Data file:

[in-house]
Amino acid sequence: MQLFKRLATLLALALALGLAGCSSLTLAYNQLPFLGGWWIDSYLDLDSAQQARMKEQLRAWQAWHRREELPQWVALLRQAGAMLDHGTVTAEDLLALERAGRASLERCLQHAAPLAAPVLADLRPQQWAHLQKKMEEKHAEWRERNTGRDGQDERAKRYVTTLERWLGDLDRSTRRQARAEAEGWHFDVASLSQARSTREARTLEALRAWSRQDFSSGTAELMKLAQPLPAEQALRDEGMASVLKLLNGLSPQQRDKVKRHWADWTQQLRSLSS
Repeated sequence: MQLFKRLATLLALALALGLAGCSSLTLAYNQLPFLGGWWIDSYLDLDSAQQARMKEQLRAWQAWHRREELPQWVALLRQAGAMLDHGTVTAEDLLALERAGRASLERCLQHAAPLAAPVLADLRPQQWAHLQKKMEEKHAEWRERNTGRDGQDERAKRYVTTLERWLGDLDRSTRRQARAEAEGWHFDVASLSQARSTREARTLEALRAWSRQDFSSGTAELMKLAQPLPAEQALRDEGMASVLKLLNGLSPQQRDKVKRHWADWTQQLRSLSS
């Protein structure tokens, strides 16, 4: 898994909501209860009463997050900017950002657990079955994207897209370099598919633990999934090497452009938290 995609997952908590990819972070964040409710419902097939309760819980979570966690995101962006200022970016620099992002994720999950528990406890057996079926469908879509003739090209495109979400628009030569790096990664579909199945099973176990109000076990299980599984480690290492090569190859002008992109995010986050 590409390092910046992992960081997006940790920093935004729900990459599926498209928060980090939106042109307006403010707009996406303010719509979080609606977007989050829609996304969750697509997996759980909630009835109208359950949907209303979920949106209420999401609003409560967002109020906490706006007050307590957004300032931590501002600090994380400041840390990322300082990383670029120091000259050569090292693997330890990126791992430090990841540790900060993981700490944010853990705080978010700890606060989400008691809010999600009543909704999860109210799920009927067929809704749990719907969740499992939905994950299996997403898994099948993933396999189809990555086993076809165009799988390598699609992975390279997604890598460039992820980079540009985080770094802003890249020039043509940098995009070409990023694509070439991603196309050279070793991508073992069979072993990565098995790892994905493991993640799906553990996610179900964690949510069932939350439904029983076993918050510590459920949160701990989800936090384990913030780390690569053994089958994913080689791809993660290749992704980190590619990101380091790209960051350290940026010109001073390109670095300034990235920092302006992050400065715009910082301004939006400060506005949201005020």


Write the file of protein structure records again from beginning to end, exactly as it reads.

[in-house]
Amino acid sequence: MQLFKRLATLLALALALGLAGCSSLTLAYNQLPFLGGWWIDSYLDLDSAQQARMKEQLRAWQAWHRREELPQWVALLRQAGAMLDHGTVTAEDLLALERAGRASLERCLQHAAPLAAPVLADLRPQQWAHLQKKMEEKHAEWRERNTGRDGQDERAKRYVTTLERWLGDLDRSTRRQARAEAEGWHFDVASLSQARSTREARTLEALRAWSRQDFSSGTAELMKLAQPLPAEQALRDEGMASVLKLLNGLSPQQRDKVKRHWADWTQQLRSLSS
Repeated sequence: MQLFKRLATLLALALALGLAGCSSLTLAYNQLPFLGGWWIDSYLDLDSAQQARMKEQLRAWQAWHRREELPQWVALLRQAGAMLDHGTVTAEDLLALERAGRASLERCLQHAAPLAAPVLADLRPQQWAHLQKKMEEKHAEWRERNTGRDGQDERAKRYVTTLERWLGDLDRSTRRQARAEAEGWHFDVASLSQARSTREARTLEALRAWSRQDFSSGTAELMKLAQPLPAEQALRDEGMASVLKLLNGLSPQQRDKVKRHWADWTQQLRSLSS
């Protein structure tokens, strides 16, 4: 898994909501209860009463997050900017950002657990079955994207897209370099598919633990999934090497452009938290 995609997952908590990819972070964040409710419902097939309760819980979570966690995101962006200022970016620099992002994720999950528990406890057996079926469908879509003739090209495109979400628009030569790096990664579909199945099973176990109000076990299980599984480690290492090569190859002008992109995010986050 590409390092910046992992960081997006940790920093935004729900990459599926498209928060980090939106042109307006403010707009996406303010719509979080609606977007989050829609996304969750697509997996759980909630009835109208359950949907209303979920949106209420999401609003409560967002109020906490706006007050307590957004300032931590501002600090994380400041840390990322300082990383670029120091000259050569090292693997330890990126791992430090990841540790900060993981700490944010853990705080978010700890606060989400008691809010999600009543909704999860109210799920009927067929809704749990719907969740499992939905994950299996997403898994099948993933396999189809990555086993076809165009799988390598699609992975390279997604890598460039992820980079540009985080770094802003890249020039043509940098995009070409990023694509070439991603196309050279070793991508073992069979072993990565098995790892994905493991993640799906553990996610179900964690949510069932939350439904029983076993918050510590459920949160701990989800936090384990913030780390690569053994089958994913080689791809993660290749992704980190590619990101380091790209960051350290940026010109001073390109670095300034990235920092302006992050400065715009910082301004939006400060506005949201005020």